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Large Stakes and Big Mistakes

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  • Dan Ariely
  • Uri Gneezy
  • George Loewenstein
  • Nina Mazar

Abstract

Workers in a wide variety of jobs are paid based on performance, which is commonly seen as enhancing effort and productivity relative to non-contingent pay schemes. However, psychological research suggests that excessive rewards can, in some cases, result in a decline in performance. To test whether very high monetary rewards can decrease performance, we conducted a set of experiments in the U.S. and in India in which subjects worked on different tasks and received performance-contingent payments that varied in amount from small to very large relative to their typical levels of pay. With some important exceptions, very high reward levels had a detrimental effect on performance. Copyright , Wiley-Blackwell.

Suggested Citation

  • Dan Ariely & Uri Gneezy & George Loewenstein & Nina Mazar, 2009. "Large Stakes and Big Mistakes," Review of Economic Studies, Oxford University Press, vol. 76(2), pages 451-469.
  • Handle: RePEc:oup:restud:v:76:y:2009:i:2:p:451-469
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    File URL: http://hdl.handle.net/10.1111/j.1467-937X.2009.00534.x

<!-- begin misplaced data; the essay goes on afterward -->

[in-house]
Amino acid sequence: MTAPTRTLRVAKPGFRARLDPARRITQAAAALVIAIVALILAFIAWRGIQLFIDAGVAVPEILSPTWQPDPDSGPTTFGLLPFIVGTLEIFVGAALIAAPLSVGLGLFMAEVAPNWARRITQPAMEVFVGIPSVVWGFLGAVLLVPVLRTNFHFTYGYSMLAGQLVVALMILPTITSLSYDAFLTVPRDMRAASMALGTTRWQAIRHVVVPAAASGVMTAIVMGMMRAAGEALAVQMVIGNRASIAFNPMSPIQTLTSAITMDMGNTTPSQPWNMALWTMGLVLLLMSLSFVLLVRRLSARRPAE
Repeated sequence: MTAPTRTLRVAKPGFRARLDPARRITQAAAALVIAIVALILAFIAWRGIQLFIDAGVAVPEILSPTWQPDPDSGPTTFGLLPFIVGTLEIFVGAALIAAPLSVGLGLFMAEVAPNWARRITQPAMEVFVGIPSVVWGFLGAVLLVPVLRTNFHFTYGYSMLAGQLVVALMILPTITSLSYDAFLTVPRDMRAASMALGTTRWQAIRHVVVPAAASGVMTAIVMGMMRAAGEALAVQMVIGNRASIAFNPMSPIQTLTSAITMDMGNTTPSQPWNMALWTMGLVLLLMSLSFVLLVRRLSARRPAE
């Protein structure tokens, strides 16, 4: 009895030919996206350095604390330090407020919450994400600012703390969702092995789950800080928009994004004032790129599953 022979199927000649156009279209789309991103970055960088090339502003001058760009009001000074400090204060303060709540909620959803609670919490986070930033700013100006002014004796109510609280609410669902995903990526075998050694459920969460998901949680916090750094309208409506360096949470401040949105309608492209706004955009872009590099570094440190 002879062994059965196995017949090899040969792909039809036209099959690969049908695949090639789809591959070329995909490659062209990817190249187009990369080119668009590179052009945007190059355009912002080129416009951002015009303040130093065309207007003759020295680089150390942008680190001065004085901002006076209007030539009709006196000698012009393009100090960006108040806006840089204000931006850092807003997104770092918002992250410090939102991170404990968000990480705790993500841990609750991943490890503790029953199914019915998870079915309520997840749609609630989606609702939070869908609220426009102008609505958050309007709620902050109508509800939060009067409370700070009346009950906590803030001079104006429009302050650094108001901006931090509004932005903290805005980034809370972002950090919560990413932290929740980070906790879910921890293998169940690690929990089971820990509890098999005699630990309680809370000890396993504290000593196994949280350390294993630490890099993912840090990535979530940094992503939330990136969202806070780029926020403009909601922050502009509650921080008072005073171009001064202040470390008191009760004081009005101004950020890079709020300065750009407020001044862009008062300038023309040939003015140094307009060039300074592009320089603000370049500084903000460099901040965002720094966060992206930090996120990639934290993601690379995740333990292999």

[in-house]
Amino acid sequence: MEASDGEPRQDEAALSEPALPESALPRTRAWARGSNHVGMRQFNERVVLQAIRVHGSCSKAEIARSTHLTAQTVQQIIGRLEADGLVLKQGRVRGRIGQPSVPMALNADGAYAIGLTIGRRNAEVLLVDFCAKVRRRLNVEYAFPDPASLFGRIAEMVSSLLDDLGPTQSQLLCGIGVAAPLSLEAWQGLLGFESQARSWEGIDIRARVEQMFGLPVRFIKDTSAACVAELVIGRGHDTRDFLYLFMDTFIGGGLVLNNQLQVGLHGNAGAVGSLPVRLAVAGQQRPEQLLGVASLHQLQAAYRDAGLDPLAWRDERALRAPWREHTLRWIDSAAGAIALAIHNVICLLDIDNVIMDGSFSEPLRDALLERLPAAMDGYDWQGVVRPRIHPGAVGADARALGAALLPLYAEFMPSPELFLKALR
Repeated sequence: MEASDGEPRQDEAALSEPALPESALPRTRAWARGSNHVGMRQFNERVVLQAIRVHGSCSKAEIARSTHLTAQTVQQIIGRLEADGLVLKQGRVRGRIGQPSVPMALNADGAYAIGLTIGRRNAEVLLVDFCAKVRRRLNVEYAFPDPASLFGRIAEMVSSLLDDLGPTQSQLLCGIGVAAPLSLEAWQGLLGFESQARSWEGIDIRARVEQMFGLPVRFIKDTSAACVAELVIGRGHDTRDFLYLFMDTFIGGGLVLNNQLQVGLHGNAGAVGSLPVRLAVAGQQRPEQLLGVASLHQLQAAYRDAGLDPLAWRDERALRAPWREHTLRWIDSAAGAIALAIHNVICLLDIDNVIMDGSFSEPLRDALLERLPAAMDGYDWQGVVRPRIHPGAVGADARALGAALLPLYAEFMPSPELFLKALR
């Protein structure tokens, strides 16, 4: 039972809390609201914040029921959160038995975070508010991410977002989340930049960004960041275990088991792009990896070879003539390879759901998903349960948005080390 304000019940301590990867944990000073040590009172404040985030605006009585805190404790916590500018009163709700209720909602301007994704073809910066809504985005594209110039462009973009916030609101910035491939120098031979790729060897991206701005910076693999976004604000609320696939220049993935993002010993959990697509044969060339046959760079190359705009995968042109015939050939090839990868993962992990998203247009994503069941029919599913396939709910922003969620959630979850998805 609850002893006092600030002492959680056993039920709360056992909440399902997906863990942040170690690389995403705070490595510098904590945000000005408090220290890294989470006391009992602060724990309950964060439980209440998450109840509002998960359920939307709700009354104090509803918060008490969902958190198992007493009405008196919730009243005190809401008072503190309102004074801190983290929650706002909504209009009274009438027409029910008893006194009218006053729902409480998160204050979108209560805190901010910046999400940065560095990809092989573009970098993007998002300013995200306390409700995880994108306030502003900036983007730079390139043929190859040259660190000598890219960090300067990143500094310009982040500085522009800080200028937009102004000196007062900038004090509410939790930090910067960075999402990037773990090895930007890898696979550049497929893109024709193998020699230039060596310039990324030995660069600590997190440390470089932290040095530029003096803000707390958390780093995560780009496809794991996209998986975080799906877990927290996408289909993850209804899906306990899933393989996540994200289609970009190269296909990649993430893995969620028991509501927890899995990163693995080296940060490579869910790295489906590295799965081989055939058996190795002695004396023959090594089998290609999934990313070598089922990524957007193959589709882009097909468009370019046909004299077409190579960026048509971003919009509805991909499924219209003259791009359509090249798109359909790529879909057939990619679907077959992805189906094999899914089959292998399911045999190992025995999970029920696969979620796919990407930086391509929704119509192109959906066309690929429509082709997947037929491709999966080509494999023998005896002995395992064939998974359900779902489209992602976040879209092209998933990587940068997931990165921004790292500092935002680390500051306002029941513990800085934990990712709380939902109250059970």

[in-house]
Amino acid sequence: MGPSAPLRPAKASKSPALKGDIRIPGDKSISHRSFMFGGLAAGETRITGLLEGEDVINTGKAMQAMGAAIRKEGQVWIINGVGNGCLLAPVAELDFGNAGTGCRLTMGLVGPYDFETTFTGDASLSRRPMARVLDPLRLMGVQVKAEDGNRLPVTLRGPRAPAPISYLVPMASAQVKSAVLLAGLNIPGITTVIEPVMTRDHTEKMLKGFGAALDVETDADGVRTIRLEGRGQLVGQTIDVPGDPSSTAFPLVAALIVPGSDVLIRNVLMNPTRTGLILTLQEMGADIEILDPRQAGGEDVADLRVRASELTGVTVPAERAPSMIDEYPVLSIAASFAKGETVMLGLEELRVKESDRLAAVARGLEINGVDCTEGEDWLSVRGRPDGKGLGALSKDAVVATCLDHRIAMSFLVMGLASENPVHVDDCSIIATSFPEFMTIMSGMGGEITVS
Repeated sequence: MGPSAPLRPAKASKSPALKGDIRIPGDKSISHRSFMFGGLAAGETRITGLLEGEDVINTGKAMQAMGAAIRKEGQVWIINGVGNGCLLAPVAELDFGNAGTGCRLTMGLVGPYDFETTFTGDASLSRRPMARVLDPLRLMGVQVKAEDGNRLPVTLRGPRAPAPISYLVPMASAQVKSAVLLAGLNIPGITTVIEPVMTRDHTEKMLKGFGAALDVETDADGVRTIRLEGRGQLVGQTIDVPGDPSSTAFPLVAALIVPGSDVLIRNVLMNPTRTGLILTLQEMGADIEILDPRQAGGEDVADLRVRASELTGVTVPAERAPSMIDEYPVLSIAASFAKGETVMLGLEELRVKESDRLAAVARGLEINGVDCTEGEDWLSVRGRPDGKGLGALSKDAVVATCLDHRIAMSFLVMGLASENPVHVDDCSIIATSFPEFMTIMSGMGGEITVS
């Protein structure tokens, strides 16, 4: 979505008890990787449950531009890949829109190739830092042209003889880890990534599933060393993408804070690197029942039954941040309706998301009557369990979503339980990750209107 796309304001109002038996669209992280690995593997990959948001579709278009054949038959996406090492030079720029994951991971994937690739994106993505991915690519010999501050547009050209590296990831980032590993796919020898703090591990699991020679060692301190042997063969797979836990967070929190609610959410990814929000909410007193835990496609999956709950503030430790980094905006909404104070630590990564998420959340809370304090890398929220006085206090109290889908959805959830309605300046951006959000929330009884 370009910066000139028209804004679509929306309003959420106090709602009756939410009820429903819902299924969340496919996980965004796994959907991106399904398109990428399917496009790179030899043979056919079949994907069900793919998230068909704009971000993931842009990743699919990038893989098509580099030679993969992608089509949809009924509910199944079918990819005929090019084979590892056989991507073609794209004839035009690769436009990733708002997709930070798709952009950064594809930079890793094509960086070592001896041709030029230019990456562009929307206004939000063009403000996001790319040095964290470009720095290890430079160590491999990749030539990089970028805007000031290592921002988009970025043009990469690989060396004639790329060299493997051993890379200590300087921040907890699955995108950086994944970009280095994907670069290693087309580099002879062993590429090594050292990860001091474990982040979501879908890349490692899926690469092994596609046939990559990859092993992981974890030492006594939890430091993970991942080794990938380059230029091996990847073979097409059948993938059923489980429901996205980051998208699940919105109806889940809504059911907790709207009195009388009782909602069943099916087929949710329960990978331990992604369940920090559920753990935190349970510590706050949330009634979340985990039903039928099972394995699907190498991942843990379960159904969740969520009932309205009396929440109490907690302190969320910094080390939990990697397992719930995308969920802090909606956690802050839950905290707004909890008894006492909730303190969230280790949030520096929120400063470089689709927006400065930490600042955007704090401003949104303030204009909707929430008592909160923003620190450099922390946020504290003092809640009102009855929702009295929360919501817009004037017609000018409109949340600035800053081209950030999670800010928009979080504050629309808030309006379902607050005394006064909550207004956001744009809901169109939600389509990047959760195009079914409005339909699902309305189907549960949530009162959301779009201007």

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    1. Gneezy, Uri & Rustichini, Aldo, 2000. "A Fine is a Price," The Journal of Legal Studies, University of Chicago Press, vol. 29(1), pages 1-17, January.
    2. Colin Camerer & Linda Babcock & George Loewenstein & Richard Thaler, 1997. "Labor Supply of New York City Cabdrivers: One Day at a Time," The Quarterly Journal of Economics, Oxford University Press, vol. 112(2), pages 407-441.
    3. Canice Prendergast, 1999. "The Provision of Incentives in Firms," Journal of Economic Literature, American Economic Association, vol. 37(1), pages 7-63, March.
    4. Bruno S. Frey & Reto Jegen, 2001. "Motivation Crowding Theory," Journal of Economic Surveys, Wiley Blackwell, vol. 15(5), pages 589-611, December.
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